The first three centuries of Christianity was the best time for this religion, despite the severe pressure that it faced, for it was a time of blossoming and purity.

After it became the official religion, Christians no longer faced oppression. However, the religion fell under the control of the government and was corrupted. According to the state, religion belonged in the church. While people occasionally would come to the church to practice their religion, they could not make knowledge of it an intimate part of their lives.

As a result, Christianity was divorced from everyday life, society had to accept that there was life without religion, and that there was religion without life.

Given this reality, scientific research and all its applications and implications had nothing to do with Christianity. It became a moral institution whose only responsibility and activities were the ceremonies connected to birth, communion, confession, marriage, and death.

The West’s scientific roots lie in the classical Greek and Roman civilizations. This knowledge was incorporated into the Islamic civilization, whose scholars and scientists—men and women of deep faith—developed it, made original contributions to it, and passed it on to the West.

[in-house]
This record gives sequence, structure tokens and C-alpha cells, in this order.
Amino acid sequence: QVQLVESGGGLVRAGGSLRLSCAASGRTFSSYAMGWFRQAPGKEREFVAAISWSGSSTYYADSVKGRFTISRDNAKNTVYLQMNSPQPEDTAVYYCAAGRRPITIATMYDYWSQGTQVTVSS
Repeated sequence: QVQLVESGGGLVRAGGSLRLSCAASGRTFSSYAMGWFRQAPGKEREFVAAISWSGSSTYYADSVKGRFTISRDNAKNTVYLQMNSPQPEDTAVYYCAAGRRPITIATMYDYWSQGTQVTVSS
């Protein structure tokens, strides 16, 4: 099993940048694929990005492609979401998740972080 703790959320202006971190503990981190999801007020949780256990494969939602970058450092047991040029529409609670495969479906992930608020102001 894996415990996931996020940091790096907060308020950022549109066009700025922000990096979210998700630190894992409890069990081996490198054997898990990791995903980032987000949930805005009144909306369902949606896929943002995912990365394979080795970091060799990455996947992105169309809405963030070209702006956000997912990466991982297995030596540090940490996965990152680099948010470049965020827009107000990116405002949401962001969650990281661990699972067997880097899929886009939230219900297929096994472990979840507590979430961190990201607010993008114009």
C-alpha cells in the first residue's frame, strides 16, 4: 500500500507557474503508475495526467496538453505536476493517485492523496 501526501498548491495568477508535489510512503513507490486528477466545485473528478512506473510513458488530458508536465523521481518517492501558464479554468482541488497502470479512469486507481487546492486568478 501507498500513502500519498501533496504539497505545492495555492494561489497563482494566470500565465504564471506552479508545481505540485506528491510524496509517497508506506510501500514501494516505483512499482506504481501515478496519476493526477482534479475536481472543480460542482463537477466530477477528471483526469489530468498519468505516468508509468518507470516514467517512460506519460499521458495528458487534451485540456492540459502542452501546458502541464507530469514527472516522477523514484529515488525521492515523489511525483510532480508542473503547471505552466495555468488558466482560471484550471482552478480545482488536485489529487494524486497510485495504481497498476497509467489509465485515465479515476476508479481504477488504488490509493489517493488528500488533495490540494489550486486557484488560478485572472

Unfortunately, Western scientists developed modern science as an independent enterprise completely separate from religion. Thus, its scientific development was built outside of belief and differs dramatically from the understanding of science and knowledge in the East.

On the other hand, knowledge and science flourished for centuries in the Islamic world. Some of its luminaries are Jabir, Ibn al-Haytham, al-Khawarizmi, al-Zahrawi, Ibn Sina, and al-Farabi.

Ancient Greek scholars claimed that the smallest particle of a being was an atom. However, theologian Ibrahim al-Nazzam (d. 835/845) said that substance could be divided into pieces an infinite number of times. If we compare this theory of particles to today’s understanding, it would be clear that al-Nazzam’s statements are true.

Muslim scholars never rejected or separated their inventions and discoveries from religion. Rather, knowledge and science reinforced their belief and understanding of religion. Muslim scholars explored the universe in the name of The Creator, and every single discovery and invention brought (and still brings) a new passion, a new enthusiasm, and a spirit of new devotion.

That is why they always traveled into the horizons of knowledge with the spirit of discovery and they lived in a state of continual passion for seeking the truth. It is true that Muslim scholars’ understanding of knowledge developed their understanding of religion. Several Quranic verses, such as:

{Behold! In the creation of the heavens and Earth, and the alternation of night and day, are Signs for men of understanding} (Quran 3:190)

This always attracted Muslim scholars.

I hope this helps answer your question. Please continue reading part two at the link here, and keep in touch.  

Walaikum Asalam and please keep in touch.

Please continue feeding your curiosity, and find more info in the following links:

The Importance of Seeking Knowledge

The Ultimate Source of Knowledge

How Islam Sees “The Limits” of Science?

History of Islamic Contributions to Science

Muslims Women and the History of Science